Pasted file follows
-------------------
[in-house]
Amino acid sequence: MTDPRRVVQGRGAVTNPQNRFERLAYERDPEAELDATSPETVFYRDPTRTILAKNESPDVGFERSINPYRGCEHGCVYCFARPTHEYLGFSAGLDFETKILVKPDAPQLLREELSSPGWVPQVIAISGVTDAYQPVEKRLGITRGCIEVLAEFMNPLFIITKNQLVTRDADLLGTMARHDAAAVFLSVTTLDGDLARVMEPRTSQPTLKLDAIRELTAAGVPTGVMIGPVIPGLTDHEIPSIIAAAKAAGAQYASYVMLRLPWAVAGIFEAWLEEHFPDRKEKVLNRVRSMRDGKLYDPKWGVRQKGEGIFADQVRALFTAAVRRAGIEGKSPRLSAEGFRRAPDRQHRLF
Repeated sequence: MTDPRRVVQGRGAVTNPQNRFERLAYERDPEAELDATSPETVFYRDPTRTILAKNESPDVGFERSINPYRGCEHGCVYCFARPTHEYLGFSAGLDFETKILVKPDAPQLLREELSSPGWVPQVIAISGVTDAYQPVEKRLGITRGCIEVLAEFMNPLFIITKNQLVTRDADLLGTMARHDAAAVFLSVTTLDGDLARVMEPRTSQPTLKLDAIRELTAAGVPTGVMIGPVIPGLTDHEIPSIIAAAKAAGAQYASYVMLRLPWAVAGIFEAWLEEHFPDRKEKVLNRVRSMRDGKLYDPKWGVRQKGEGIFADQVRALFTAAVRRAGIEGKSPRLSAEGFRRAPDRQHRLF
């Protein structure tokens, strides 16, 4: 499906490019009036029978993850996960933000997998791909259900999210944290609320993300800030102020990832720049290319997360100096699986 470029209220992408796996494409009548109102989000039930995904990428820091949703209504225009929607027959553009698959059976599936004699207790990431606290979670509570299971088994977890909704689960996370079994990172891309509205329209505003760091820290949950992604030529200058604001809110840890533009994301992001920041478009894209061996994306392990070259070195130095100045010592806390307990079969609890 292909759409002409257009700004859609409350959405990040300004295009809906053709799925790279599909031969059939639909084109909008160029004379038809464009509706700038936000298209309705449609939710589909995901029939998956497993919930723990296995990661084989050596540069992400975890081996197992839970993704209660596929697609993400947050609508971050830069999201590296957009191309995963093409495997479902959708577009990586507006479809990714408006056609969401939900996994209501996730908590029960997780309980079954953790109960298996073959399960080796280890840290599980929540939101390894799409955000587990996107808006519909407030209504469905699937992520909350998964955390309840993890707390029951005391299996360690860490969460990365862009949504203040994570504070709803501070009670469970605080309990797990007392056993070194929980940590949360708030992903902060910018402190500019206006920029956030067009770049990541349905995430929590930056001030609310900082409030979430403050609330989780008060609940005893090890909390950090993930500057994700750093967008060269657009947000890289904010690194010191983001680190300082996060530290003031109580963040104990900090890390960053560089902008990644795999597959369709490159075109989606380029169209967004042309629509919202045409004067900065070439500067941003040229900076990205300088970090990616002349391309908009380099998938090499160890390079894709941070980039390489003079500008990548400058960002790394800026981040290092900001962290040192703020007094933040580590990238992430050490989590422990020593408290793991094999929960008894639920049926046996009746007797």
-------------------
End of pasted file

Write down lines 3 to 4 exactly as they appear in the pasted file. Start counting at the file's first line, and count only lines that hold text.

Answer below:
Repeated sequence: MTDPRRVVQGRGAVTNPQNRFERLAYERDPEAELDATSPETVFYRDPTRTILAKNESPDVGFERSINPYRGCEHGCVYCFARPTHEYLGFSAGLDFETKILVKPDAPQLLREELSSPGWVPQVIAISGVTDAYQPVEKRLGITRGCIEVLAEFMNPLFIITKNQLVTRDADLLGTMARHDAAAVFLSVTTLDGDLARVMEPRTSQPTLKLDAIRELTAAGVPTGVMIGPVIPGLTDHEIPSIIAAAKAAGAQYASYVMLRLPWAVAGIFEAWLEEHFPDRKEKVLNRVRSMRDGKLYDPKWGVRQKGEGIFADQVRALFTAAVRRAGIEGKSPRLSAEGFRRAPDRQHRLF
């Protein structure tokens, strides 16, 4: 499906490019009036029978993850996960933000997998791909259900999210944290609320993300800030102020990832720049290319997360100096699986 470029209220992408796996494409009548109102989000039930995904990428820091949703209504225009929607027959553009698959059976599936004699207790990431606290979670509570299971088994977890909704689960996370079994990172891309509205329209505003760091820290949950992604030529200058604001809110840890533009994301992001920041478009894209061996994306392990070259070195130095100045010592806390307990079969609890 292909759409002409257009700004859609409350959405990040300004295009809906053709799925790279599909031969059939639909084109909008160029004379038809464009509706700038936000298209309705449609939710589909995901029939998956497993919930723990296995990661084989050596540069992400975890081996197992839970993704209660596929697609993400947050609508971050830069999201590296957009191309995963093409495997479902959708577009990586507006479809990714408006056609969401939900996994209501996730908590029960997780309980079954953790109960298996073959399960080796280890840290599980929540939101390894799409955000587990996107808006519909407030209504469905699937992520909350998964955390309840993890707390029951005391299996360690860490969460990365862009949504203040994570504070709803501070009670469970605080309990797990007392056993070194929980940590949360708030992903902060910018402190500019206006920029956030067009770049990541349905995430929590930056001030609310900082409030979430403050609330989780008060609940005893090890909390950090993930500057994700750093967008060269657009947000890289904010690194010191983001680190300082996060530290003031109580963040104990900090890390960053560089902008990644795999597959369709490159075109989606380029169209967004042309629509919202045409004067900065070439500067941003040229900076990205300088970090990616002349391309908009380099998938090499160890390079894709941070980039390489003079500008990548400058960002790394800026981040290092900001962290040192703020007094933040580590990238992430050490989590422990020593408290793991094999929960008894639920049926046996009746007797």